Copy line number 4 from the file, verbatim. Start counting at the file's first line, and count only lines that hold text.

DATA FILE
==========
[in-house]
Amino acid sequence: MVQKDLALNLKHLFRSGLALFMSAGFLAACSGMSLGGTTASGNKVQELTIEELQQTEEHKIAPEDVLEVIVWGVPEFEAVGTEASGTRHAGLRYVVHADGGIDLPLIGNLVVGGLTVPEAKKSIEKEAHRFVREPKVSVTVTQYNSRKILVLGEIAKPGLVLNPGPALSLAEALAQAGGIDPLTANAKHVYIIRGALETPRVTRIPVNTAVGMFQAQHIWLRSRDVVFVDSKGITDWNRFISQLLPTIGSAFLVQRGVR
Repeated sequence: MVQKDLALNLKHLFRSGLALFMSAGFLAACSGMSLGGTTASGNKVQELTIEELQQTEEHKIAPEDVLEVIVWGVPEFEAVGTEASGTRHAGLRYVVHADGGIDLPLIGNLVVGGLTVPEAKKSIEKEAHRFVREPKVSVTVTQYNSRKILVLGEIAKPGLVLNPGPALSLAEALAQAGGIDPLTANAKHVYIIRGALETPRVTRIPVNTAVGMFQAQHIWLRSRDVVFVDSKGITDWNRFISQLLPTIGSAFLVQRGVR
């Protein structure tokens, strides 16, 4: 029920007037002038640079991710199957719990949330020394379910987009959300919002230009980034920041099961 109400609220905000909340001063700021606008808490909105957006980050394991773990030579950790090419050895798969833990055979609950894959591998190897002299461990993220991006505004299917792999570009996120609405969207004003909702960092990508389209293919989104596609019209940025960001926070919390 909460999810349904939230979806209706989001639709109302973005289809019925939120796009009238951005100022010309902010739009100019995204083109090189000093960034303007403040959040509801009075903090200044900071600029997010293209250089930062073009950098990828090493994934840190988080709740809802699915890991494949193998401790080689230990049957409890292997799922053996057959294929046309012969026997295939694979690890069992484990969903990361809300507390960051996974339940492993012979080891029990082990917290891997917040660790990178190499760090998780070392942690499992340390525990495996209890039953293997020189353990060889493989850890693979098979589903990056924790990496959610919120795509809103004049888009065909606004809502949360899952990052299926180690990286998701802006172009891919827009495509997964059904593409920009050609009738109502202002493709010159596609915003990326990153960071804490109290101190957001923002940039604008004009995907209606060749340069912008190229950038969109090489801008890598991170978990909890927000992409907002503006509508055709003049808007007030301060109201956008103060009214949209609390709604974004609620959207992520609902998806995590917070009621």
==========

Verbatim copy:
């Protein structure tokens, strides 16, 4: 029920007037002038640079991710199957719990949330020394379910987009959300919002230009980034920041099961 109400609220905000909340001063700021606008808490909105957006980050394991773990030579950790090419050895798969833990055979609950894959591998190897002299461990993220991006505004299917792999570009996120609405969207004003909702960092990508389209293919989104596609019209940025960001926070919390 909460999810349904939230979806209706989001639709109302973005289809019925939120796009009238951005100022010309902010739009100019995204083109090189000093960034303007403040959040509801009075903090200044900071600029997010293209250089930062073009950098990828090493994934840190988080709740809802699915890991494949193998401790080689230990049957409890292997799922053996057959294929046309012969026997295939694979690890069992484990969903990361809300507390960051996974339940492993012979080891029990082990917290891997917040660790990178190499760090998780070392942690499992340390525990495996209890039953293997020189353990060889493989850890693979098979589903990056924790990496959610919120795509809103004049888009065909606004809502949360899952990052299926180690990286998701802006172009891919827009495509997964059904593409920009050609009738109502202002493709010159596609915003990326990153960071804490109290101190957001923002940039604008004009995907209606060749340069912008190229950038969109090489801008890598991170978990909890927000992409907002503006509508055709003049808007007030301060109201956008103060009214949209609390709604974004609620959207992520609902998806995590917070009621």